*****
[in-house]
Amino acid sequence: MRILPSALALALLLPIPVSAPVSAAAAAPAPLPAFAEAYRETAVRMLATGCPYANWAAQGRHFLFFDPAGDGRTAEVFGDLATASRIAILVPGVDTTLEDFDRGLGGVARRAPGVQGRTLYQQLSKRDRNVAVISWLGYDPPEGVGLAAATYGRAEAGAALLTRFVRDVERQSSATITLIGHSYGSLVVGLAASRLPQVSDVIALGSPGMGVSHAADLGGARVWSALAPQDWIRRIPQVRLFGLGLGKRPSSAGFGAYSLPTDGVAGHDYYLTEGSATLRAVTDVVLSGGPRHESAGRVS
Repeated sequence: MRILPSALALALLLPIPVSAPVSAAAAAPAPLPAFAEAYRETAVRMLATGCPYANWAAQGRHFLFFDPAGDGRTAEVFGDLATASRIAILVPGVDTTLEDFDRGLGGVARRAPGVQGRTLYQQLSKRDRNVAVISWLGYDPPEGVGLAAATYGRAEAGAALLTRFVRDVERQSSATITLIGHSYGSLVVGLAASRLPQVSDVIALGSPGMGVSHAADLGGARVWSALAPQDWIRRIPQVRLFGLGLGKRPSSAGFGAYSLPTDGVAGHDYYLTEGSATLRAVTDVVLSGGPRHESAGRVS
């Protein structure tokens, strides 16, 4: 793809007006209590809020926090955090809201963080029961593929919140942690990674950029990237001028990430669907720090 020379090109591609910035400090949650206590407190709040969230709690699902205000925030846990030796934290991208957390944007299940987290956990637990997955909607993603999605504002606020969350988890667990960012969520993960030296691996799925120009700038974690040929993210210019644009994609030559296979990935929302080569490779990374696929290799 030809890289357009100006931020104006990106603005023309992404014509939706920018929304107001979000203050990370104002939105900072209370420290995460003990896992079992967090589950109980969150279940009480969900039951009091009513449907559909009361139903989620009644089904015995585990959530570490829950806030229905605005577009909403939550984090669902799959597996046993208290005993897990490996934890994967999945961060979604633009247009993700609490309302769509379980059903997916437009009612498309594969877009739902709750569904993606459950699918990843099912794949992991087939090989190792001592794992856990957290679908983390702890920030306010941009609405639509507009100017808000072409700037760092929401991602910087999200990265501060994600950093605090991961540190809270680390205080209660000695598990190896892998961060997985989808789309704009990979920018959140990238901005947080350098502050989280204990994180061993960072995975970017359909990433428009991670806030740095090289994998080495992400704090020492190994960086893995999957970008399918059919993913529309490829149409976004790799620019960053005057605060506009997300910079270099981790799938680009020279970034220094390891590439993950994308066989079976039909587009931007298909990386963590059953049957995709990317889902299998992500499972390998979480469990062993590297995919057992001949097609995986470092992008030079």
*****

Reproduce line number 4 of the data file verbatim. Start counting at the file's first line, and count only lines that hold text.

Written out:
């Protein structure tokens, strides 16, 4: 793809007006209590809020926090955090809201963080029961593929919140942690990674950029990237001028990430669907720090 020379090109591609910035400090949650206590407190709040969230709690699902205000925030846990030796934290991208957390944007299940987290956990637990997955909607993603999605504002606020969350988890667990960012969520993960030296691996799925120009700038974690040929993210210019644009994609030559296979990935929302080569490779990374696929290799 030809890289357009100006931020104006990106603005023309992404014509939706920018929304107001979000203050990370104002939105900072209370420290995460003990896992079992967090589950109980969150279940009480969900039951009091009513449907559909009361139903989620009644089904015995585990959530570490829950806030229905605005577009909403939550984090669902799959597996046993208290005993897990490996934890994967999945961060979604633009247009993700609490309302769509379980059903997916437009009612498309594969877009739902709750569904993606459950699918990843099912794949992991087939090989190792001592794992856990957290679908983390702890920030306010941009609405639509507009100017808000072409700037760092929401991602910087999200990265501060994600950093605090991961540190809270680390205080209660000695598990190896892998961060997985989808789309704009990979920018959140990238901005947080350098502050989280204990994180061993960072995975970017359909990433428009991670806030740095090289994998080495992400704090020492190994960086893995999957970008399918059919993913529309490829149409976004790799620019960053005057605060506009997300910079270099981790799938680009020279970034220094390891590439993950994308066989079976039909587009931007298909990386963590059953049957995709990317889902299998992500499972390998979480469990062993590297995919057992001949097609995986470092992008030079």